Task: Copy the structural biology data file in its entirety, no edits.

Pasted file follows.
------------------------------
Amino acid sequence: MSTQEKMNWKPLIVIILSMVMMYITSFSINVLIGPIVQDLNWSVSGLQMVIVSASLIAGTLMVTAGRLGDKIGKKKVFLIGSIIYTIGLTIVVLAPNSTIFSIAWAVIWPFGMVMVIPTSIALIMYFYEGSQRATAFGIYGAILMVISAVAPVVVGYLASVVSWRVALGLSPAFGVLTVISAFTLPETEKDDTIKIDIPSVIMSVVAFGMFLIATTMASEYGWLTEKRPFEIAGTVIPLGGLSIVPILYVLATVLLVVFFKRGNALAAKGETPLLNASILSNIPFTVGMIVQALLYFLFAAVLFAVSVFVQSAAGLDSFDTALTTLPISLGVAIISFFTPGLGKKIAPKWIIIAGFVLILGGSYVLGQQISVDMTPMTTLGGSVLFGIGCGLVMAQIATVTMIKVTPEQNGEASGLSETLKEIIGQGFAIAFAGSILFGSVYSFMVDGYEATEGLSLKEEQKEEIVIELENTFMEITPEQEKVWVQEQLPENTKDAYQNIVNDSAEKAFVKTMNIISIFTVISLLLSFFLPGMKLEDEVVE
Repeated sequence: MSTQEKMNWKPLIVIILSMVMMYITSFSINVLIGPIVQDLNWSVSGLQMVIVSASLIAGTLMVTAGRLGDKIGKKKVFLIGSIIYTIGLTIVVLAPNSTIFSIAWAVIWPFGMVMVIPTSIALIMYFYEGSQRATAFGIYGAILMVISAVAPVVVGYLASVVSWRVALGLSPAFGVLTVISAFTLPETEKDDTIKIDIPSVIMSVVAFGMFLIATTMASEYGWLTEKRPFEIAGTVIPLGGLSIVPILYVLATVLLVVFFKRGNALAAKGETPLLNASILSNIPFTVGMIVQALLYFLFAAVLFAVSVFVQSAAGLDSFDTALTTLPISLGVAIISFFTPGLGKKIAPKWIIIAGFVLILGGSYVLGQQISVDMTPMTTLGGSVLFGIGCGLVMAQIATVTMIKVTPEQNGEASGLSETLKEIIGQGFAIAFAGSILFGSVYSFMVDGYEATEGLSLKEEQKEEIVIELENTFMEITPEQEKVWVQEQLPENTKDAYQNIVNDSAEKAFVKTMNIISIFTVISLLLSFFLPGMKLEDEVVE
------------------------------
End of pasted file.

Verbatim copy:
Amino acid sequence: MSTQEKMNWKPLIVIILSMVMMYITSFSINVLIGPIVQDLNWSVSGLQMVIVSASLIAGTLMVTAGRLGDKIGKKKVFLIGSIIYTIGLTIVVLAPNSTIFSIAWAVIWPFGMVMVIPTSIALIMYFYEGSQRATAFGIYGAILMVISAVAPVVVGYLASVVSWRVALGLSPAFGVLTVISAFTLPETEKDDTIKIDIPSVIMSVVAFGMFLIATTMASEYGWLTEKRPFEIAGTVIPLGGLSIVPILYVLATVLLVVFFKRGNALAAKGETPLLNASILSNIPFTVGMIVQALLYFLFAAVLFAVSVFVQSAAGLDSFDTALTTLPISLGVAIISFFTPGLGKKIAPKWIIIAGFVLILGGSYVLGQQISVDMTPMTTLGGSVLFGIGCGLVMAQIATVTMIKVTPEQNGEASGLSETLKEIIGQGFAIAFAGSILFGSVYSFMVDGYEATEGLSLKEEQKEEIVIELENTFMEITPEQEKVWVQEQLPENTKDAYQNIVNDSAEKAFVKTMNIISIFTVISLLLSFFLPGMKLEDEVVE
Repeated sequence: MSTQEKMNWKPLIVIILSMVMMYITSFSINVLIGPIVQDLNWSVSGLQMVIVSASLIAGTLMVTAGRLGDKIGKKKVFLIGSIIYTIGLTIVVLAPNSTIFSIAWAVIWPFGMVMVIPTSIALIMYFYEGSQRATAFGIYGAILMVISAVAPVVVGYLASVVSWRVALGLSPAFGVLTVISAFTLPETEKDDTIKIDIPSVIMSVVAFGMFLIATTMASEYGWLTEKRPFEIAGTVIPLGGLSIVPILYVLATVLLVVFFKRGNALAAKGETPLLNASILSNIPFTVGMIVQALLYFLFAAVLFAVSVFVQSAAGLDSFDTALTTLPISLGVAIISFFTPGLGKKIAPKWIIIAGFVLILGGSYVLGQQISVDMTPMTTLGGSVLFGIGCGLVMAQIATVTMIKVTPEQNGEASGLSETLKEIIGQGFAIAFAGSILFGSVYSFMVDGYEATEGLSLKEEQKEEIVIELENTFMEITPEQEKVWVQEQLPENTKDAYQNIVNDSAEKAFVKTMNIISIFTVISLLLSFFLPGMKLEDEVVE